The title I have chosen for this study is a “tongue-in-cheek” attempt to highlight something that seems to be missed by many, namely, that the Mishnah did not exist as a written document in the pre-destruction era, so it is quite obvious that no one, including Paul, could have possibly read what is known in our day as the Mishanh (sic). In fact, as we shall see, the Mishnah was not widely read by Jewish communities in the centuries immediately following the destruction of the Temple (70 CE) either, for the Mishnah was not “published” as a written document until much later.
Along the same lines, it is a methodological error to speak of “1st Century Judaism,” for no such monolithic Judaism existed. We must rather speak of “Judaisms” (plural) in the pre-destruction era. Granted that a variety of Judaisms extant in the 1st Century surely had some things in common (Shabbat, circumcision, Tanach, etc.), it was nonetheless their clear and (in some cases) radical differences that produced the variegated Judaisms of that era.
Unfortunately, the presupposition of some in the Messianic movement is that the later corpus of rabbinic literature presents a monolithic, historically accurate description of “the Judaism” practiced by Yeshua and His disciples.
from the Introduction (pg. 1) of
“What Version of the Mishnah did Paul Read?” (2012)
Since writing Part 2 of this series, I’ve been pondering how to proceed, since, as I’m sure you’ve gathered if you read the questions I’ve been posing, the scope of my inquiry is rather ambitious. Then the answer landed firmly in my lap. I’m indebted to Peter at Orthodox Messianic Judaism (something of a misnomer given the theological nature of his blog) for providing a link to Tim Hegg’s article. I read it through once, meaning to go over it again and eventually write something about it, but as I was getting into the shower, I had an “epiphany” and quickly rushed to my computer (I put a robe on first) to compose the paragraphs that are the heart of this missive (we’ll get to those by the by).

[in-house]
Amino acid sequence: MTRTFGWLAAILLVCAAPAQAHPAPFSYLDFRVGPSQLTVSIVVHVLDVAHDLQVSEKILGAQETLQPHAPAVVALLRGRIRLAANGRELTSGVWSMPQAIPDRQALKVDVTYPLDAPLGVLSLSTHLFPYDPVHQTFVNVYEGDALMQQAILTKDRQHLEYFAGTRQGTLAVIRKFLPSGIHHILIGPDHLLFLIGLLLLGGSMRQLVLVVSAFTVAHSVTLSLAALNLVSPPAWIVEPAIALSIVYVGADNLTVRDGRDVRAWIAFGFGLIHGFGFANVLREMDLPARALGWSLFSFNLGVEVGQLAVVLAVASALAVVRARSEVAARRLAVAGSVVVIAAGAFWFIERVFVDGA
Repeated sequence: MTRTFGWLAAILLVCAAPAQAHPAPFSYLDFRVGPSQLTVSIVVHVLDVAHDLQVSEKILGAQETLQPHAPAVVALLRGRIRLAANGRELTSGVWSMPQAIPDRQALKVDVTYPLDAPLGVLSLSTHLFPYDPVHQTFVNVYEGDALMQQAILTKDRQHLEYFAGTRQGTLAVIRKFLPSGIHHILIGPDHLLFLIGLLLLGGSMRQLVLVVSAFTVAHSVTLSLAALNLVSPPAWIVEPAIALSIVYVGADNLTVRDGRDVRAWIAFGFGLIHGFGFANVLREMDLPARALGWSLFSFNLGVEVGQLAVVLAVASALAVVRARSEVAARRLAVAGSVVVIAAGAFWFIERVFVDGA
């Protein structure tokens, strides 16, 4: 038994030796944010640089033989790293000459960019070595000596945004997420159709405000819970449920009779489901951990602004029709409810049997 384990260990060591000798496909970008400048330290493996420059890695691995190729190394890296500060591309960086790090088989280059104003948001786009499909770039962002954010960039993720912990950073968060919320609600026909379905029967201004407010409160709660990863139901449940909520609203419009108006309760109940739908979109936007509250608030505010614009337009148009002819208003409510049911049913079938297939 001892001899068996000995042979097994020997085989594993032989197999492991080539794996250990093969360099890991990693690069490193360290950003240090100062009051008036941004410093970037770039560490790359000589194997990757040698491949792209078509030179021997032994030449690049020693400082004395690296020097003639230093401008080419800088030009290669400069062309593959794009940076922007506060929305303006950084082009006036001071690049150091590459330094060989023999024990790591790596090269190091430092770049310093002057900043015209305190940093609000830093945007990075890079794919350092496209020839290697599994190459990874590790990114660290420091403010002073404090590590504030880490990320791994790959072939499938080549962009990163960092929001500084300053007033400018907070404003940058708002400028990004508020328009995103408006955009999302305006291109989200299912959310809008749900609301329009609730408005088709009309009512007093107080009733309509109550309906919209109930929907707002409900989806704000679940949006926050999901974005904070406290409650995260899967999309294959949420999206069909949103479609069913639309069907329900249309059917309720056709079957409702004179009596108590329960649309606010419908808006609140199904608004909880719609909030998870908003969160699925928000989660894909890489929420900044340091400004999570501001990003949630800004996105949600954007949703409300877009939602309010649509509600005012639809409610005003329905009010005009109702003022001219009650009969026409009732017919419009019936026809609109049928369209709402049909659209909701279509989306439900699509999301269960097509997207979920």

I should say at this point that I like Tim Hegg. He has been very gracious to me. I’ve spent Erev Shabbat in his home, I’ve been treated well by his family and his congregation, and I admire and respect him as a leader and a scholar. All of which added to my surprise when I realized in reading the Introduction to the above-quoted paper, that he had made some glaring and erroneous assumptions.